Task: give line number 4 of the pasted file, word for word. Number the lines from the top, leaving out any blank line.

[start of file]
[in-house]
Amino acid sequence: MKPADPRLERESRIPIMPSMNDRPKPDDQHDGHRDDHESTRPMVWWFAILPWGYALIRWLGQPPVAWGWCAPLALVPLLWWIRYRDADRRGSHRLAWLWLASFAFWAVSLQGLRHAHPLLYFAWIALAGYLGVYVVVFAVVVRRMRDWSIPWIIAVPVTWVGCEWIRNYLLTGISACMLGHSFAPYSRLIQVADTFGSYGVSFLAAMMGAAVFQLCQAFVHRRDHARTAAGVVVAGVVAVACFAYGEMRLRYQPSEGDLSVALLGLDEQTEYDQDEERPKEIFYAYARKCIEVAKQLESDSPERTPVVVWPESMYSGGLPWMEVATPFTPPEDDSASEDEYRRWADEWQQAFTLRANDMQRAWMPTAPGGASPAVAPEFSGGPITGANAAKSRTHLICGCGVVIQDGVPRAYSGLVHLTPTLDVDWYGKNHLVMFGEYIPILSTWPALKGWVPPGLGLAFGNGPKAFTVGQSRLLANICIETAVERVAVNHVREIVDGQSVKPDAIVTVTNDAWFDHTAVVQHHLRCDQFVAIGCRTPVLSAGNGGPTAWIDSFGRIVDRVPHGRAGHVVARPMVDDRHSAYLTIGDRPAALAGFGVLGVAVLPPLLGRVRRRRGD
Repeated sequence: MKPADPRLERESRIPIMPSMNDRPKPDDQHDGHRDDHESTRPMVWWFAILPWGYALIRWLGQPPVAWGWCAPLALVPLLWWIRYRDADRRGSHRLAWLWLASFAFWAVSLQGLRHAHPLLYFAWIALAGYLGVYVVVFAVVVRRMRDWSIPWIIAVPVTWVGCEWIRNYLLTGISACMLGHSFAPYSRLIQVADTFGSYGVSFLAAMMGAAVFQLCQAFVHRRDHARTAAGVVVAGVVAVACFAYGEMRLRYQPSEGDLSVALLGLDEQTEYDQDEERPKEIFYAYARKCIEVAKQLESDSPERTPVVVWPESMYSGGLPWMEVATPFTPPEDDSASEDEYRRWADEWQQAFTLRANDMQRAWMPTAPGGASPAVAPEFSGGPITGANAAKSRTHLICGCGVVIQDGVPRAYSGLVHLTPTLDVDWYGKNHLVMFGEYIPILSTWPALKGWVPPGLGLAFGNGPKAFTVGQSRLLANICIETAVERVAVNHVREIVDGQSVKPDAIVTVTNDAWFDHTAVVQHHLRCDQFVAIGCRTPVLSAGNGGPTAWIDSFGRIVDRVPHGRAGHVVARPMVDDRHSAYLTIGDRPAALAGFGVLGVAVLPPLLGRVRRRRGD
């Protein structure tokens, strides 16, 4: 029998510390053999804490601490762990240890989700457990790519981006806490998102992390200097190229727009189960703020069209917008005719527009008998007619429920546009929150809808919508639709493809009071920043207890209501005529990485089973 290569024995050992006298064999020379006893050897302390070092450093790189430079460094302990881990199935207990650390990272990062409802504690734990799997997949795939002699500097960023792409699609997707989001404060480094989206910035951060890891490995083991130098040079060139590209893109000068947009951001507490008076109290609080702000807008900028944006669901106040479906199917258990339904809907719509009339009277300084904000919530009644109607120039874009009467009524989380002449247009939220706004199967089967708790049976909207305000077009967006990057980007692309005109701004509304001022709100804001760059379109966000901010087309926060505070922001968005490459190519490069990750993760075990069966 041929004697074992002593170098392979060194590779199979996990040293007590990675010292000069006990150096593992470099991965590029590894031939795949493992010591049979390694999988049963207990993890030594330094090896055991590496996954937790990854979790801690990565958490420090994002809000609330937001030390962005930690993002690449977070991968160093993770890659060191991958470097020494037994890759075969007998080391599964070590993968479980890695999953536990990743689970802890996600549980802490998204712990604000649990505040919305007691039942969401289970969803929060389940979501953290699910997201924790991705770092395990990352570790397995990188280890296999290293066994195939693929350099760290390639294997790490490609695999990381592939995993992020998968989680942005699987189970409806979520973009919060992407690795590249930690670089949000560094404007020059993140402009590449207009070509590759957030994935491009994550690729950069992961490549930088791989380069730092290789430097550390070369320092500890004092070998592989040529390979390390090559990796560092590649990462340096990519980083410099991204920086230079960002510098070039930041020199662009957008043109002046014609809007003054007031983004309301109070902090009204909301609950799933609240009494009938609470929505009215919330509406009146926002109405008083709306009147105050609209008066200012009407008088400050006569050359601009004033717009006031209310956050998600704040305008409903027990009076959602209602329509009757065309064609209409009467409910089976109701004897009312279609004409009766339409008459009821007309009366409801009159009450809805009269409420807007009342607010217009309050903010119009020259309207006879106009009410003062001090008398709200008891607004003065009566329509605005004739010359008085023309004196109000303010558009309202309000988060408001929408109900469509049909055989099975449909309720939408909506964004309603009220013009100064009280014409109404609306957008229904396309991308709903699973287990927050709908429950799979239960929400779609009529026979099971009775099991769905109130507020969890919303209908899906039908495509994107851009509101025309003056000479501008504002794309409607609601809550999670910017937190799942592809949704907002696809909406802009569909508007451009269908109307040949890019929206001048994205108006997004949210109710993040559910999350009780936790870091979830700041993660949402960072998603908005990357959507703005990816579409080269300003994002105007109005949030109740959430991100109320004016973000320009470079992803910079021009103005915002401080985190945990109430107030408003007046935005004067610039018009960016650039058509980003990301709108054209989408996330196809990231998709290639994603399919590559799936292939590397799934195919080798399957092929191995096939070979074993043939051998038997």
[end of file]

């Protein structure tokens, strides 16, 4: 029998510390053999804490601490762990240890989700457990790519981006806490998102992390200097190229727009189960703020069209917008005719527009008998007619429920546009929150809808919508639709493809009071920043207890209501005529990485089973 290569024995050992006298064999020379006893050897302390070092450093790189430079460094302990881990199935207990650390990272990062409802504690734990799997997949795939002699500097960023792409699609997707989001404060480094989206910035951060890891490995083991130098040079060139590209893109000068947009951001507490008076109290609080702000807008900028944006669901106040479906199917258990339904809907719509009339009277300084904000919530009644109607120039874009009467009524989380002449247009939220706004199967089967708790049976909207305000077009967006990057980007692309005109701004509304001022709100804001760059379109966000901010087309926060505070922001968005490459190519490069990750993760075990069966 041929004697074992002593170098392979060194590779199979996990040293007590990675010292000069006990150096593992470099991965590029590894031939795949493992010591049979390694999988049963207990993890030594330094090896055991590496996954937790990854979790801690990565958490420090994002809000609330937001030390962005930690993002690449977070991968160093993770890659060191991958470097020494037994890759075969007998080391599964070590993968479980890695999953536990990743689970802890996600549980802490998204712990604000649990505040919305007691039942969401289970969803929060389940979501953290699910997201924790991705770092395990990352570790397995990188280890296999290293066994195939693929350099760290390639294997790490490609695999990381592939995993992020998968989680942005699987189970409806979520973009919060992407690795590249930690670089949000560094404007020059993140402009590449207009070509590759957030994935491009994550690729950069992961490549930088791989380069730092290789430097550390070369320092500890004092070998592989040529390979390390090559990796560092590649990462340096990519980083410099991204920086230079960002510098070039930041020199662009957008043109002046014609809007003054007031983004309301109070902090009204909301609950799933609240009494009938609470929505009215919330509406009146926002109405008083709306009147105050609209008066200012009407008088400050006569050359601009004033717009006031209310956050998600704040305008409903027990009076959602209602329509009757065309064609209409009467409910089976109701004897009312279609004409009766339409008459009821007309009366409801009159009450809805009269409420807007009342607010217009309050903010119009020259309207006879106009009410003062001090008398709200008891607004003065009566329509605005004739010359008085023309004196109000303010558009309202309000988060408001929408109900469509049909055989099975449909309720939408909506964004309603009220013009100064009280014409109404609306957008229904396309991308709903699973287990927050709908429950799979239960929400779609009529026979099971009775099991769905109130507020969890919303209908899906039908495509994107851009509101025309003056000479501008504002794309409607609601809550999670910017937190799942592809949704907002696809909406802009569909508007451009269908109307040949890019929206001048994205108006997004949210109710993040559910999350009780936790870091979830700041993660949402960072998603908005990357959507703005990816579409080269300003994002105007109005949030109740959430991100109320004016973000320009470079992803910079021009103005915002401080985190945990109430107030408003007046935005004067610039018009960016650039058509980003990301709108054209989408996330196809990231998709290639994603399919590559799936292939590397799934195919080798399957092929191995096939070979074993043939051998038997």